Quantum Environments: Urban Design in the Post-Cartesian Paradigm

An Antipodal Landscape, the Need for a Synthesis
The Cartesian Paradigm
A Post-Cartesian Paradigm: the Quantum World View
A New Conceptual Language
The Society-Space-Time Quantum Continuum and the Role of the User’s Mind
Implications for Urban Form
A Multi-level Framework


Incomparable scientific and technological development has transformed our culture and our lifestyles in ways we fail to comprehend totally. Differential development has dug a deeper chasm between the First and Third worlds, while conversely, communication technology has brought humans closer than ever. Migration and counter-migration has hybridised our cultures and our environments, and globalisation is slowly homogenising the planet.

At the same time, scientists and sociologists are predicting radical changes in our behavioural and thought patterns, to a great extent due to advances in practical technology.

With the approach of the Millennium, the City is undergoing increasing stress to adapt to the new modus operandi of its inhabitants, while retaining a sustainable future. It is the role and the responsibility of the professionals of the urban realm to think and produce – or permit the production – of environments that respond to the expectations, both conscious and unconscious, both current and future, of their users.

Faced with unforeseen new problems and bitter past failures, urbanism seems to be at a loss of a common ground upon which to root its theories. Instead, urban professionals, from planners to designers, and from architects to historians still fall into antipodal dogmas that insist on determinist theories as fail proof solutions to ever changing problems.

The Council of Europe addressed the situation in the ‘European Charter for the City’, better known as the Florence Manifesto of 1992:

Research no longer intends to be a general strategy to be applied on vast subjects – the territory, the city and architectural planning; it’s becoming sectorial with regard to functions, bureaucratic with regard to constraints and regulations irrespective of theories, nostalgic and mimetic with regard to historical problems, formalistic with regard to problems of architectural space.

Research has taken the form of immediate answer to emergencies, avoiding to clarify the general horizon, fearing innovations and increasingly emphasising details, separated from general models.1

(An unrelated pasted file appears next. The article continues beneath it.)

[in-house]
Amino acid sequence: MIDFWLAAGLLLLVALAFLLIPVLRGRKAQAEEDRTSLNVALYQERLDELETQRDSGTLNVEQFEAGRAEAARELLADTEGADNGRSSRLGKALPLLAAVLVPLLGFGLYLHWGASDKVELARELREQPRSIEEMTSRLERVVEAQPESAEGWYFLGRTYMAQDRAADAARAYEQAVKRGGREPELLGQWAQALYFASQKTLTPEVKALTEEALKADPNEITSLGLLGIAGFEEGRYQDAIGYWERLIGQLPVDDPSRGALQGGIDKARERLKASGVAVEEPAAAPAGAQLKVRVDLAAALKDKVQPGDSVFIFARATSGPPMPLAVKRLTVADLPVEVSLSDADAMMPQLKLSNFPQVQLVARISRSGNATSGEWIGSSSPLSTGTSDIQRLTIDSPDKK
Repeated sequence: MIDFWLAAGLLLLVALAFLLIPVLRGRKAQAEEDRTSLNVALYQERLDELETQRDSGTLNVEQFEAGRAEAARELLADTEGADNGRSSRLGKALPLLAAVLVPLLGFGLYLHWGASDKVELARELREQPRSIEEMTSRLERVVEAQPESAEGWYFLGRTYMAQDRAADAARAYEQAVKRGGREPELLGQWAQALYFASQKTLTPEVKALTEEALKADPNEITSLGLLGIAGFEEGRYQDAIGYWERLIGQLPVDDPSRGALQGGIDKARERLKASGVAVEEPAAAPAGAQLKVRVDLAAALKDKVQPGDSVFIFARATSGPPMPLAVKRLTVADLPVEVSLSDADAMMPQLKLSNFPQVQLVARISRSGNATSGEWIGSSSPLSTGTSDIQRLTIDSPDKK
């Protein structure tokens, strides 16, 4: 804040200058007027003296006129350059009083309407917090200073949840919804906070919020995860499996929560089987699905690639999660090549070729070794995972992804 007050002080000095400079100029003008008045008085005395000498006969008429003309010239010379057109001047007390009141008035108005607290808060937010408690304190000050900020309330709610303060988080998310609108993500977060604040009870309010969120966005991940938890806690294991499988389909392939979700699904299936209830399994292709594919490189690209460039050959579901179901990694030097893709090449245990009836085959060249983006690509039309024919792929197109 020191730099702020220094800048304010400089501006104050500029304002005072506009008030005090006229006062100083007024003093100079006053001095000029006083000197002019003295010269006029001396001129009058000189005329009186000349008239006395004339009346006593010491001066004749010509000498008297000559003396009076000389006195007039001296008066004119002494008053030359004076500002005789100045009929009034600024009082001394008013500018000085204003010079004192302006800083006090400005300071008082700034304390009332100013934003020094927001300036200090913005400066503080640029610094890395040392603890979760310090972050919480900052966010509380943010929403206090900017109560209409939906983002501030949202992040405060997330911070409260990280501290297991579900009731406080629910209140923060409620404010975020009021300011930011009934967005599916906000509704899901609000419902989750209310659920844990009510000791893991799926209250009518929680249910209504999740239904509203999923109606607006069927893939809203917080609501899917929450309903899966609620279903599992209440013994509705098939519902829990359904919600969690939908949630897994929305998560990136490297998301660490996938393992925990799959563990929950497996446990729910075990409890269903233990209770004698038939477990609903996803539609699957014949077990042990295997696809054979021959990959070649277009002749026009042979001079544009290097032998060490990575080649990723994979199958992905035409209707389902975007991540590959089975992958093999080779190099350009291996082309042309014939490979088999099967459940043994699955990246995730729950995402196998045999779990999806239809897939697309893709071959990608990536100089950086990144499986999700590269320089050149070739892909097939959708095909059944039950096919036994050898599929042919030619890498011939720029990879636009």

After noting “the inadequacy of [current] urban design as an instrument to re-create order”, the Florence Charter calls for “a conceptual “metamorphosis” to meet the complexity of the territory with similarly complex hypotheses, where the interface of planning with real society is as fluid as possible”. Thus, it not only stands in flagrant opposition to the Modernists’ Athens Charter, but also clearly defines the root of the problem as a need for a new conceptual language. This paper is an overview of a recent thesis that proposes to base this new conceptual language on a hyper-metaphor based on quantum theory.
An Antipodal Landscape, the Need for a Synthesis

Looked at in broad terms, theory and practice have split into two camps, both of which, at least in terms of declared positions, see in the Modern period the roots of all evil when it comes to designing urban space. While the Modern agenda focused on its “now” as the sole context of its concerns, post-modern reactionary theory splits between traditionalists and futurists.

The former looks at past traditional forms as the forgotten miracle cure for all the ailments of today’s society, while the latter, like a child blinded by so many new toys, finds in the new imagery and technologies hints of a cyber-future that is bound to happen, a future where real urban space plays a secondary role.

In such a context, architecture and urban design students are forced to choose between two visions: a postcard city frozen somewhere two centuries ago, and a “Sim-city”2 made up of fleeting virtual images possibly inhabitable two centuries from now.

Once out of school and into the world of professional practice – out of the pan and into the fire – these visions become a landscape of bland sub-imitation of ‘traditional’ form in repetitive commercial projects, and a showcase of architectural objects with no urban cohesion in the global arena of corporate image.

Within such a complicated context, our research set out to find a common denominator that could be used as a background theory to both education and practice. One that would permit the coexistence of opposing models, that would learn from the past and still make sense to an (un)certain future, and one that could accommodate change and chaos, while sustaining an evolutionary order.